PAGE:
Q: What is happening in your country?
A: We are in a crisis but we hope to come out of it. There is an institutional, political, security and humanitarian crisis. How we will come out of it we still don’t know.
Q: How did the country get here?
A: This was as a result of the interpretation of the Arusha agreement by President (Pierre) Nkurunziza that ended a 13-year civil war between the Tutsis and Hutus in 2006. It is also about the constitution, which limits a president to two terms in office. A big part of the population does not agree with his interpretation that he feels makes him eligible to vie for the presidency. The civil society and the international community do not agree with his interpretation. Those of us who were also involved in the negotiation do not agree with his interpretation. As long as he continues to interpret it in such a manner, the crisis will remain.
Q: But the constitutional court ruled in his favour, allowing him to run for a third-term?
A: Yes it did, but it must have been manipulated. I negotiated the Arusha Accord and so did many other people who have maintained that it says no president can lead a country for more than two mandates. The claim that the first mandate does not count is baseless because President Nkurunziza was elected into office by MPs and senators who are direct representatives of the people. The biggest problem is not even about him contesting for the presidency but that he has plans to change provisions in the constitution so that he can remain in power forever. The government started violating the constitution as from October 2005 just a few months after I signed it into law on March 18, 2005. He tried unsuccessfully, last year, to remove reference from the Arusha agreement from the constitution and many articles.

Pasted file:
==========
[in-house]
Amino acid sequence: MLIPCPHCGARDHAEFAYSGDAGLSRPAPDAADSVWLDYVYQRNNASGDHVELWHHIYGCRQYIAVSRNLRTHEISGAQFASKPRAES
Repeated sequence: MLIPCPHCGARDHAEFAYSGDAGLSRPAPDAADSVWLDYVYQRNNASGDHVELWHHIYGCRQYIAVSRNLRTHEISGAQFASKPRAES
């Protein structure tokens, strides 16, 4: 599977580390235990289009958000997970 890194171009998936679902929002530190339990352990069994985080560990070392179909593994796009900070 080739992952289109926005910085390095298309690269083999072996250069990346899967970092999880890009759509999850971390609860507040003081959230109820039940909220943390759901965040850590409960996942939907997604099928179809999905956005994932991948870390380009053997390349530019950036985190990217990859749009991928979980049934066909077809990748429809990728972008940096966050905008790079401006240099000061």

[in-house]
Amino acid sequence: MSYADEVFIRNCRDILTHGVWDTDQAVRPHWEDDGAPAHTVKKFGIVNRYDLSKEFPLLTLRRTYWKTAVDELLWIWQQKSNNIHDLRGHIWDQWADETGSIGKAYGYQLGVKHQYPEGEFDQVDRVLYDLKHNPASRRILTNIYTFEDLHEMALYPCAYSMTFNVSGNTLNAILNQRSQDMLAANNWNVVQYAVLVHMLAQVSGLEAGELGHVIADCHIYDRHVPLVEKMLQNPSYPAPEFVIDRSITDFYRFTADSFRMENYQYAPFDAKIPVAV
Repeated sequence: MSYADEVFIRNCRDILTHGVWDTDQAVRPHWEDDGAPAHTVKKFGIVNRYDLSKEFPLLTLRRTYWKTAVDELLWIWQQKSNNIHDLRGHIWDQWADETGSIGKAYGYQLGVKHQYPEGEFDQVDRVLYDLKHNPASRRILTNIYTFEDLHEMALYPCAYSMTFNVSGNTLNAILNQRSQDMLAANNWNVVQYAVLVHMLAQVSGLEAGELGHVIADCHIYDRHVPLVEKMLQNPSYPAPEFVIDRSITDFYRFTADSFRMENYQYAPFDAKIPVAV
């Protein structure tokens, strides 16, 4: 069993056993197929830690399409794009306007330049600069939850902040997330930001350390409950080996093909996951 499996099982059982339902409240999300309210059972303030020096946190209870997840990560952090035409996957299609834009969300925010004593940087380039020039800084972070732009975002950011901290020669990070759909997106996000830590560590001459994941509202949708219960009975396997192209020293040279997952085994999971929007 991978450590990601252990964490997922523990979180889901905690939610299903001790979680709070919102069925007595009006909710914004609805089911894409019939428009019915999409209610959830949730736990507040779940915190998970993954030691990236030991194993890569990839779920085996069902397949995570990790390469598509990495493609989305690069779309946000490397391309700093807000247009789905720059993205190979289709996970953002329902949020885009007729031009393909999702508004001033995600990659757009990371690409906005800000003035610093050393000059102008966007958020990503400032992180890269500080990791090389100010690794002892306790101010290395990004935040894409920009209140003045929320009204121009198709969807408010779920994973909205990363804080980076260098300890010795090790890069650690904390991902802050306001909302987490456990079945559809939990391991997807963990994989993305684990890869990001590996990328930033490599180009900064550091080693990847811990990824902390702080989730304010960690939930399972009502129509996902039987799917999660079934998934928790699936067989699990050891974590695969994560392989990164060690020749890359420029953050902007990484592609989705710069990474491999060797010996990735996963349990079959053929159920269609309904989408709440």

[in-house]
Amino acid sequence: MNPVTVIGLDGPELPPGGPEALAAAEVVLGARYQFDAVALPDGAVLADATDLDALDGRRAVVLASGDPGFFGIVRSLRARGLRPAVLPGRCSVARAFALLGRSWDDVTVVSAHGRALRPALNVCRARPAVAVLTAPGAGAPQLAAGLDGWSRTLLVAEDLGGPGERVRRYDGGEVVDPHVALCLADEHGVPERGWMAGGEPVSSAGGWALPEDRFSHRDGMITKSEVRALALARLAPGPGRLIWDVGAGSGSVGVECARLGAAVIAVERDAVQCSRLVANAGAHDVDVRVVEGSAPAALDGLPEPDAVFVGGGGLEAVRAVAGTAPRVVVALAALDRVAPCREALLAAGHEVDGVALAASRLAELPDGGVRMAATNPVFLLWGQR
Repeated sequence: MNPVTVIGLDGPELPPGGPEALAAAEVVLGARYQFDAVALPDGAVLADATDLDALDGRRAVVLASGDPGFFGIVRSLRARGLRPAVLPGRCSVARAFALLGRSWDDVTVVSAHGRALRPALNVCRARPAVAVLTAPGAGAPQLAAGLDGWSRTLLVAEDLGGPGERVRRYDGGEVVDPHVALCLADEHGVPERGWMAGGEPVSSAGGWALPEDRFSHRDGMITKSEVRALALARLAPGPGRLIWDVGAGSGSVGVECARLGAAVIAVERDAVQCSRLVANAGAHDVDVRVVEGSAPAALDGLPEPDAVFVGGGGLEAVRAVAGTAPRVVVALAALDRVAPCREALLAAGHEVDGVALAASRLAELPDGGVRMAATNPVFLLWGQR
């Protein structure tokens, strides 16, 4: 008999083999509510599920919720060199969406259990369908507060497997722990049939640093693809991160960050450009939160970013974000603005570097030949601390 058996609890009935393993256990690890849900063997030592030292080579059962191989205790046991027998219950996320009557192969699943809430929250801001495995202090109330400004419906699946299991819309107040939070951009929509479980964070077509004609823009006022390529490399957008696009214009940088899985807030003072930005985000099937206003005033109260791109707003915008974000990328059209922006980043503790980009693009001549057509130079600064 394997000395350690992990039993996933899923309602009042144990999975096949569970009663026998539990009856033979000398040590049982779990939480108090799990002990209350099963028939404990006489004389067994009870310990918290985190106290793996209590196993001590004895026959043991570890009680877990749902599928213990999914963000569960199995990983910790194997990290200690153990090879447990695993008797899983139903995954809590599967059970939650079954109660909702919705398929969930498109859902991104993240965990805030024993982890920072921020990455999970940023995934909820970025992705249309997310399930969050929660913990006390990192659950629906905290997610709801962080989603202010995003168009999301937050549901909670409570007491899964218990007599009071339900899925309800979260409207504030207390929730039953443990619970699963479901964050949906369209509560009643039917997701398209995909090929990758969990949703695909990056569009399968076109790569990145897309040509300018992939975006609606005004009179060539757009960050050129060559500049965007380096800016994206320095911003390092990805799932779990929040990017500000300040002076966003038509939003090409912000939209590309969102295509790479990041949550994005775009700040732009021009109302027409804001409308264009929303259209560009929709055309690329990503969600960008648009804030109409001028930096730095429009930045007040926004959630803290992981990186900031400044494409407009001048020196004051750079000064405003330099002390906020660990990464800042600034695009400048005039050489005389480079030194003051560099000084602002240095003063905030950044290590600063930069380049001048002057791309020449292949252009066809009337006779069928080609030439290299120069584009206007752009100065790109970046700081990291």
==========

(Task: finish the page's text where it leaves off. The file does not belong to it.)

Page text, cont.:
Q: How would you describe the security situation now?
A: It’s very bad. Over 25 people have so far been killed during the demonstrations. We also have a local militia known as the Imbonerakure (the Kirundi word for “those who see far”). The group is involved in hunting down anti-government leaders and protestors. They have killed many members of the opposition The Front for Democracy in Burundi. Many others have been imprisoned on flimsy grounds. I was jailed in 2006 for allegedly organising a coup. How can I organise a coup without having the backing of even a single soldier? We are appealing to the African Union and the United Nations to quickly come and help. If they do not respond in good time, Burundi might fall into a bigger crisis that might result in the country going back to civil war. We are also asking the East African Community leaders to convince President Nkurunziza to respect the constitution and Arusha Accord.
Q: What is the other former presidents’ stand?
A: We have met and agreed to meet Nkurunziza. We tried to meet him as individuals and he refused to meet us. He has also not honoured our requests as a group.
He has not consulted us or sought our opinion on how to come out of the current crisis. You see, we all remain influential in the country because we are senators and have certain constitutional advantages as former presidents.
Q: Did the coup attempt help or worsen the situation?
A: Who says it was a coup? First, the general who allegedly organised it had no control over radio stations, the national bank and no residence in the country. It was more of someone who goes to his residence and calls journalists to announce himself as president. It didn’t look like a coup. I think the objective of what happened was to stop the demonstrations of the population and close private radio stations since the government is afraid they communicate to the rest of the people in the country on the ongoing wrongs in Bujumbura.